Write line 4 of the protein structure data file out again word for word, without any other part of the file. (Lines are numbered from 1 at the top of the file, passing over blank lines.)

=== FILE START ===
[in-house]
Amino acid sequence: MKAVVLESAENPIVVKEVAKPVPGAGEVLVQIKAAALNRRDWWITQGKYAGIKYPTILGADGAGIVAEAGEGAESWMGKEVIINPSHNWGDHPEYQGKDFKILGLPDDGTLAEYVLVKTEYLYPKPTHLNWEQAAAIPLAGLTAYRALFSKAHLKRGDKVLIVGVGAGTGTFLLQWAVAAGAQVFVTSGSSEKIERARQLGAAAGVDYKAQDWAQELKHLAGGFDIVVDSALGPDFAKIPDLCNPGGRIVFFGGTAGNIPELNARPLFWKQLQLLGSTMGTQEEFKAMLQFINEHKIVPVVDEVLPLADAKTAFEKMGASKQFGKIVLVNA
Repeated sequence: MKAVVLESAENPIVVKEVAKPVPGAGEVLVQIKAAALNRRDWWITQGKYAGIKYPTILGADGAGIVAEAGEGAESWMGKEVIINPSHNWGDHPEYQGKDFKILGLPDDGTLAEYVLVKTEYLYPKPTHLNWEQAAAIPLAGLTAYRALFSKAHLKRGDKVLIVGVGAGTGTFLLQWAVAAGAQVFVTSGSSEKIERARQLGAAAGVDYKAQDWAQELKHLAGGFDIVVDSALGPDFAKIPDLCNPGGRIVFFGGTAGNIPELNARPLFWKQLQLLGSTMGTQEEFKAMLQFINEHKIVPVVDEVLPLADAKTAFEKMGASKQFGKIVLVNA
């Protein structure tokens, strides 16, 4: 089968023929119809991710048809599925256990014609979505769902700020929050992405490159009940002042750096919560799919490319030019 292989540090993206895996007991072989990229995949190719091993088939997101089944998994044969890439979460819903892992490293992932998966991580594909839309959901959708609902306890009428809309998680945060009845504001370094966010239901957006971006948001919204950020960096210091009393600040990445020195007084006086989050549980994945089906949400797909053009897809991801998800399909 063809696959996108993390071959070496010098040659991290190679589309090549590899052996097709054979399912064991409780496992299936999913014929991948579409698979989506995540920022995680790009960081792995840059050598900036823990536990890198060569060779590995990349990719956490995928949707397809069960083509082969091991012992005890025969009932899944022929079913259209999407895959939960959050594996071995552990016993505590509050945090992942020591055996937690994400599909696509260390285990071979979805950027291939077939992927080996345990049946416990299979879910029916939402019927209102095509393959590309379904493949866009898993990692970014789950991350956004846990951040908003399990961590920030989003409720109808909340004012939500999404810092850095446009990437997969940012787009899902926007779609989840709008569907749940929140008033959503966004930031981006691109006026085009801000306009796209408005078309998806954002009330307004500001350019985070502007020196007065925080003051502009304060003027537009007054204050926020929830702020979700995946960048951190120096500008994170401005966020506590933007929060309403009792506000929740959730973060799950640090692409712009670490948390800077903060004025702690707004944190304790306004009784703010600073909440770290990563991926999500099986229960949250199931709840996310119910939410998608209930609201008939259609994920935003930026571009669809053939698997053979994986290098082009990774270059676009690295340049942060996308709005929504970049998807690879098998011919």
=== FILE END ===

């Protein structure tokens, strides 16, 4: 089968023929119809991710048809599925256990014609979505769902700020929050992405490159009940002042750096919560799919490319030019 292989540090993206895996007991072989990229995949190719091993088939997101089944998994044969890439979460819903892992490293992932998966991580594909839309959901959708609902306890009428809309998680945060009845504001370094966010239901957006971006948001919204950020960096210091009393600040990445020195007084006086989050549980994945089906949400797909053009897809991801998800399909 063809696959996108993390071959070496010098040659991290190679589309090549590899052996097709054979399912064991409780496992299936999913014929991948579409698979989506995540920022995680790009960081792995840059050598900036823990536990890198060569060779590995990349990719956490995928949707397809069960083509082969091991012992005890025969009932899944022929079913259209999407895959939960959050594996071995552990016993505590509050945090992942020591055996937690994400599909696509260390285990071979979805950027291939077939992927080996345990049946416990299979879910029916939402019927209102095509393959590309379904493949866009898993990692970014789950991350956004846990951040908003399990961590920030989003409720109808909340004012939500999404810092850095446009990437997969940012787009899902926007779609989840709008569907749940929140008033959503966004930031981006691109006026085009801000306009796209408005078309998806954002009330307004500001350019985070502007020196007065925080003051502009304060003027537009007054204050926020929830702020979700995946960048951190120096500008994170401005966020506590933007929060309403009792506000929740959730973060799950640090692409712009670490948390800077903060004025702690707004944190304790306004009784703010600073909440770290990563991926999500099986229960949250199931709840996310119910939410998608209930609201008939259609994920935003930026571009669809053939698997053979994986290098082009990774270059676009690295340049942060996308709005929504970049998807690879098998011919």